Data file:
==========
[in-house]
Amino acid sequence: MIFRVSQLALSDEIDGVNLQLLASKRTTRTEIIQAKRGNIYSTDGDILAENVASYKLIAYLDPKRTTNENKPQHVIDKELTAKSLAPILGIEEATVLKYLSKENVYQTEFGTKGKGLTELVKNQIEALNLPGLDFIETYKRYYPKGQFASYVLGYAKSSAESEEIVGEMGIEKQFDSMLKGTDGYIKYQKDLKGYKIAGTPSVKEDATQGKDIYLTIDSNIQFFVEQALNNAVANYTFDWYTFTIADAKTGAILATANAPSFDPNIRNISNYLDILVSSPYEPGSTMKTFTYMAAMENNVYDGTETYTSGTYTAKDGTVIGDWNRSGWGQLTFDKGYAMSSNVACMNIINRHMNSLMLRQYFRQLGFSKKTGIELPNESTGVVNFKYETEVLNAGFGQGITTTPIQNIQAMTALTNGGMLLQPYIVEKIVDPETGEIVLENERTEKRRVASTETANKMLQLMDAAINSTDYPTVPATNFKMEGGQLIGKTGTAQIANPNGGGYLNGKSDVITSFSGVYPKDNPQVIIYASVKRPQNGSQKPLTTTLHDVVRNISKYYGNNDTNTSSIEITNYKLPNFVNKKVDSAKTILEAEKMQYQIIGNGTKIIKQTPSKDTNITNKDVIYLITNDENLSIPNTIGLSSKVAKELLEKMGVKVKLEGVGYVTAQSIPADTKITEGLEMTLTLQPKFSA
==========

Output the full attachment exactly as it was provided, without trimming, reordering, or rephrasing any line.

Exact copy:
[in-house]
Amino acid sequence: MIFRVSQLALSDEIDGVNLQLLASKRTTRTEIIQAKRGNIYSTDGDILAENVASYKLIAYLDPKRTTNENKPQHVIDKELTAKSLAPILGIEEATVLKYLSKENVYQTEFGTKGKGLTELVKNQIEALNLPGLDFIETYKRYYPKGQFASYVLGYAKSSAESEEIVGEMGIEKQFDSMLKGTDGYIKYQKDLKGYKIAGTPSVKEDATQGKDIYLTIDSNIQFFVEQALNNAVANYTFDWYTFTIADAKTGAILATANAPSFDPNIRNISNYLDILVSSPYEPGSTMKTFTYMAAMENNVYDGTETYTSGTYTAKDGTVIGDWNRSGWGQLTFDKGYAMSSNVACMNIINRHMNSLMLRQYFRQLGFSKKTGIELPNESTGVVNFKYETEVLNAGFGQGITTTPIQNIQAMTALTNGGMLLQPYIVEKIVDPETGEIVLENERTEKRRVASTETANKMLQLMDAAINSTDYPTVPATNFKMEGGQLIGKTGTAQIANPNGGGYLNGKSDVITSFSGVYPKDNPQVIIYASVKRPQNGSQKPLTTTLHDVVRNISKYYGNNDTNTSSIEITNYKLPNFVNKKVDSAKTILEAEKMQYQIIGNGTKIIKQTPSKDTNITNKDVIYLITNDENLSIPNTIGLSSKVAKELLEKMGVKVKLEGVGYVTAQSIPADTKITEGLEMTLTLQPKFSA